Boy Bitten by a Lizard
Michelangelo Merisi da Caravaggio (Caravaggio)
Fondazione di Studi di Storia dell’Arte Roberto Longhi, Florence, Italy
One of Caravaggio’s biographers wrote that “he also painted a boy bitten by a lizard emerging from flowers and fruits; you could almost hear the boy scream, and it was done meticulously.” The picture has suggested various interpretations. As an allegory of touch, it provides the basis for a study of how emotion is expressed physically, and arguably Caravaggio alludes to all the five senses (flowers as smell and so on). With the still life of fruits and roses, common emblems of love, he invokes age-old adages—pain can follow pleasure, and love is a rose with thorns that prick. Poets from Petrarch onward played on the similarity of the Italian words for “love” and “bitter”—amore and amaro—to which Caravaggio adds ramarro (lizard), ingeniously enlarging the joke.
Raphael Sanzio da Urbino (Raphael)
Galleria Nazionale d’Arte Antica, Rome, Italy
Lady in a Red Dress
1532, oil on panel
Frankfurt/M., Stadelsches Kunstinstitut
The School of Athens
Raffaello Sanzio da Urbino (Raphael)
Stanze di Raffaello, Apostolic Palace, Vatican City
Classical antiquity’s most renowned mathematicians, scientists, and philosophers are gathered together here in Raphel’s fresco, commissioned by Julius II. People of note in this piece include Plato and Aristotle, caught in mid-conversation at the direct center of the work. On the lower left portion of the piece sits Pythagoras, with his face deeply hidden in a book. Ptolemy stands on the bottom right of the piece, holding a globe, directly above Euclid as he demonstrates why he is known as the “Father of Geometry.”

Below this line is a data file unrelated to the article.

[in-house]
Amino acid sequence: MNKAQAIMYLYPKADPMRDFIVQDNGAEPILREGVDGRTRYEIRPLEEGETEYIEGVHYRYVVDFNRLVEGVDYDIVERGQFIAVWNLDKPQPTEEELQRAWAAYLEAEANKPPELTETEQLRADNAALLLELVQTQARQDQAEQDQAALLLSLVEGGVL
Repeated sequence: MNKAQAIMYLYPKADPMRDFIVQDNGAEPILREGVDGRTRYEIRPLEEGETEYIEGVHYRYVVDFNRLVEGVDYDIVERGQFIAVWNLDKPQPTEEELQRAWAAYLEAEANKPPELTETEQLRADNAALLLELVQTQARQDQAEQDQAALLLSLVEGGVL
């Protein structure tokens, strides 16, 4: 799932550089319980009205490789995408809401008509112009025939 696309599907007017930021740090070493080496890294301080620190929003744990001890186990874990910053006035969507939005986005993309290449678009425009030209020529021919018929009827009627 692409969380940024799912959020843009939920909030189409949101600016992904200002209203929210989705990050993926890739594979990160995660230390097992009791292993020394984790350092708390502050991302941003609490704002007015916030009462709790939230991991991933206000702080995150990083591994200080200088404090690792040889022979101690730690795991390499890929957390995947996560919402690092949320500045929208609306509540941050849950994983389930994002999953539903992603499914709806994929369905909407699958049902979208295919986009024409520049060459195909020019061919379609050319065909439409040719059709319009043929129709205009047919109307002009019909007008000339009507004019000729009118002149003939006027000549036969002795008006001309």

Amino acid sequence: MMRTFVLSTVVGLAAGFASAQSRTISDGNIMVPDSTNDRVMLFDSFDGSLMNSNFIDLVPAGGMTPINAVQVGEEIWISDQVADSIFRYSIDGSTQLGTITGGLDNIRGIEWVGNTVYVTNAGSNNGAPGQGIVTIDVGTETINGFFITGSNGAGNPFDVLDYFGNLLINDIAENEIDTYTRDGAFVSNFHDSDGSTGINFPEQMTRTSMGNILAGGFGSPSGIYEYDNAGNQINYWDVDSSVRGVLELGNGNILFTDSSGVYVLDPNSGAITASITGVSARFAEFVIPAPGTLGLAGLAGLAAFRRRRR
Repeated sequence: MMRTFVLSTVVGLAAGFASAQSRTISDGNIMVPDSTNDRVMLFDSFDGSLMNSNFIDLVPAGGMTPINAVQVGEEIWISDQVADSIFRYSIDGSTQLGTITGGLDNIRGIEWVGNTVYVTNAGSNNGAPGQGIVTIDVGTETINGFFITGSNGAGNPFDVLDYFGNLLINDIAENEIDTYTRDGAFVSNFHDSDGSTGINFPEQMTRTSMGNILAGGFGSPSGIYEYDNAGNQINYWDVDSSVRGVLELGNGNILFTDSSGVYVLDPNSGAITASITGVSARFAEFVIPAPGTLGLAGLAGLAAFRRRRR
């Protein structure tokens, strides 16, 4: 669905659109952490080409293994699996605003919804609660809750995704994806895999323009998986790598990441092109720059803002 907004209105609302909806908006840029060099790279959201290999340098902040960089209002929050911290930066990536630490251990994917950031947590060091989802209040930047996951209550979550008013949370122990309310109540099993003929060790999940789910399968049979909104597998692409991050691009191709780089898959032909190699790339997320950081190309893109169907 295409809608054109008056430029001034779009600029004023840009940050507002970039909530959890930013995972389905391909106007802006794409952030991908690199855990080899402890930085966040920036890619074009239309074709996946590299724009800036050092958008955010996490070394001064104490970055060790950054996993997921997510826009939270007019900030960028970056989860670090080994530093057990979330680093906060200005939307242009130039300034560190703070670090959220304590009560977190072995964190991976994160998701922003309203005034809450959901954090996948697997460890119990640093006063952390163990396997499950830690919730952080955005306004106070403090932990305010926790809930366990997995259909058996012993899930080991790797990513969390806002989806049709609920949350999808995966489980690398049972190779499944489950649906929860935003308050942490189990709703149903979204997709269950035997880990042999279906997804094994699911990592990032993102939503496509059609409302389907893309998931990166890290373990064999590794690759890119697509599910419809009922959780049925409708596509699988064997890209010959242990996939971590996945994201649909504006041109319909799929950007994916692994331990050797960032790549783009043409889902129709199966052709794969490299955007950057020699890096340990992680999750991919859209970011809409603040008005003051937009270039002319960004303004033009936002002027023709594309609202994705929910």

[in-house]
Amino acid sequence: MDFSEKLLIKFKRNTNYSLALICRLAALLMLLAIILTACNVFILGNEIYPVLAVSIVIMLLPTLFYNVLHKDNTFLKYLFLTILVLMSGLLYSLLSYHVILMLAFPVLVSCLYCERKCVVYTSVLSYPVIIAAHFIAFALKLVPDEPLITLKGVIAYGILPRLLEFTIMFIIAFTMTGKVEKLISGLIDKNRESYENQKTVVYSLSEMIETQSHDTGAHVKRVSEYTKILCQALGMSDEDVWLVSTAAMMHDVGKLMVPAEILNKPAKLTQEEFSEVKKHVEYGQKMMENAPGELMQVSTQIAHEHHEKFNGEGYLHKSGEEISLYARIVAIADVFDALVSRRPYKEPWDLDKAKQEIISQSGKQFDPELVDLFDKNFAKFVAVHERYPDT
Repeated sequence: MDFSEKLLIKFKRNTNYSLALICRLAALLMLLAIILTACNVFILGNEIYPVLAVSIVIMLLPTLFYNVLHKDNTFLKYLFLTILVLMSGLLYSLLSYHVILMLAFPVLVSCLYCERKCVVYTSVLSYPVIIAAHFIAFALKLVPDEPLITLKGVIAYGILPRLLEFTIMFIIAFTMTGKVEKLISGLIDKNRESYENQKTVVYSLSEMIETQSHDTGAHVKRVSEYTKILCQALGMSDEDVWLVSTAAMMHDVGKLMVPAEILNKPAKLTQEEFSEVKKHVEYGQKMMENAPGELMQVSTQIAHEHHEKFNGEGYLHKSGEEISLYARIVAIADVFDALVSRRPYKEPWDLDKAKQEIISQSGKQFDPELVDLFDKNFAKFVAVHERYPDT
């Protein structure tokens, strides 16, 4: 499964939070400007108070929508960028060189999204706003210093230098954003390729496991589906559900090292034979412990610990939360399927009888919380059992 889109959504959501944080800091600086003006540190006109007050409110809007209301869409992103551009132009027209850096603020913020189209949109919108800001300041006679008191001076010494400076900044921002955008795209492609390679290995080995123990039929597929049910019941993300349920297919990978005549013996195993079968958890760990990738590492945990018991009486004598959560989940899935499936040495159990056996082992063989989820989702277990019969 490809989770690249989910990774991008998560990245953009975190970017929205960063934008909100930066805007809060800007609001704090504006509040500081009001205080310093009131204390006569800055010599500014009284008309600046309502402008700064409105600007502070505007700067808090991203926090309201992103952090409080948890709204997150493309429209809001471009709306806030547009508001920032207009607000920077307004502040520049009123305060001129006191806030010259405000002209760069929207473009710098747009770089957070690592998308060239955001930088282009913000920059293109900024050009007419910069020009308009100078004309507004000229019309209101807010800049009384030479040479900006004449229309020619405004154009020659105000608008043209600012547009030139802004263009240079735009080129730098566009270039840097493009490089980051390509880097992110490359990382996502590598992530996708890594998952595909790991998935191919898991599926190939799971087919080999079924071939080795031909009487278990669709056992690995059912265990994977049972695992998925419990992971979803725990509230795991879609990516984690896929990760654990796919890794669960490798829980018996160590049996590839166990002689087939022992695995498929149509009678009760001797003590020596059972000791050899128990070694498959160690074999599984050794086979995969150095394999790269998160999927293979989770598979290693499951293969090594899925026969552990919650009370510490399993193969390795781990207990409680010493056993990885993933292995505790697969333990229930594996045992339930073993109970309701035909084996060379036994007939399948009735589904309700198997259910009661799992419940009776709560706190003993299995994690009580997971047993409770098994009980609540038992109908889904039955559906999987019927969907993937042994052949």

Can anyone think back to their Art History courses and recall where Raphael has included himself in the painting?
15th-16th century AD
The British Museum, London, England, UK
Pieces of turquoise, conch shell, and crab shell create the mosaic exterior of this double-headed serpent on a wooden base. Measuring at 17 inches by 8 inches, it has been surmised that the sculpture was given to Hernan Cortés by Moctezuma II after his arrival at Tenochtitlan in 1519.
Victory or The Genius of Victory
Palazzo Vecchio, Florence, Italy
Check out the figura serpentinata on this sculpture. (Sorry contrapposto, we love you, but you’re just not going to cut it here.)
The Great Piece of Turf
Can you believe this is a watercolor? Northern Renaissance art never ceases to amaze me.
Cornelis Cornelisz of Harrlem
The Monk and the Nun
Jacopo Comin, called Tintoretto
The Transportation of the Body of Saint Mark
Oil on canvas
Commissioned by Tomaso Rangone for the Scuola Grande di S. Marco, Venice.